Excerpts from the diary of 16-year-old Pauline Parker of Christchurch, New Zealand, 1954:

February 13th: Why could not mother die? Dozens of people, thousands of people are dying every day. So why not mother, and father too? Life is hard.
April 25th: Deborah [her 15-year-old friend Juliet Hulme] and I are sticking to one thing. We sink or swim together.
April 28th: Anger against mother boiled up inside me. It is she who is one of the main obstacles in my path. Suddenly a means of ridding myself of the obstacle occurred to me. If she were to die …
April 29th: I did not tell Deborah of my plans for removing mother. The last fate I wish to meet is one in a Borstal. I am trying to think of some way. I want it to appear either a natural or an accidental death.
June 6: We are both stark, staring mad.
June 19th: We practically finished our books today and our main “ike” for the day was to moider mother. This notion is not a new one, but this time it is a definite plan which we intend to carry out. We have worked it out carefully and are both thrilled by the idea. Naturally we feel a trifle nervous, but the pleasure of anticipation is great.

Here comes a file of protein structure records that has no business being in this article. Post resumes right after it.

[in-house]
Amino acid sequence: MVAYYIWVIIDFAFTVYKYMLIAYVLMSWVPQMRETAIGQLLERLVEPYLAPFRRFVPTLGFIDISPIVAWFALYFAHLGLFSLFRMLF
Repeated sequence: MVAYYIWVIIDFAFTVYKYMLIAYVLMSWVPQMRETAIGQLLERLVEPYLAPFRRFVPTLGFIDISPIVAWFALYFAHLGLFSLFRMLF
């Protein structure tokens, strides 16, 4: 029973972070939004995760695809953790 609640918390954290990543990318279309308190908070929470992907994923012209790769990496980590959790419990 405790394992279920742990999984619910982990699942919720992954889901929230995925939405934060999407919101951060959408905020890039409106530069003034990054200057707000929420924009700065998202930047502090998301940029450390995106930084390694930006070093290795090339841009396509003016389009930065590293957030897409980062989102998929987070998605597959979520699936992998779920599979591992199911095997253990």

June 20th: We discussed our plans for moidering mother and made them a little clearer. Peculiarly enough, I have no qualms of conscience (or is it peculiar we are so mad?).
June 21st: I rose early and helped mother vigorously this morning. Deborah rang and we decided to use a brick in a stocking rather than a sand-bag. We discussed the moider fully. I feel keyed up as if I was planning a surprise party. Mother has fallen in with everything beautifully and the happy event is to take place tomorrow afternoon. So next time I write in the diary mother will be dead. How odd, yet how pleasing.

On the afternoon of June 22, Parker and Hulme ran into a Christchurch tea shop, crying that Parker’s mother had tripped on a plank and hit her head on a brick. “Mummy’s been hurt terribly,” Parker said. “I think she’s dead.” Police found the body of 45-year-old Honora Mary Parker on a secluded path in nearby Victoria Park. An autopsy found “forty-five discernible injuries, twenty-four being lacerated wounds on the face and head.” Parker quickly confessed under questioning:

Q: Who assaulted your mother?
A: I did.
Q: Why?
A: If you don’t mind I won’t answer that question.
Q: When did you make up your mind to kill your mother?
A: A few days ago …
Q: What did your mother say when you struck her?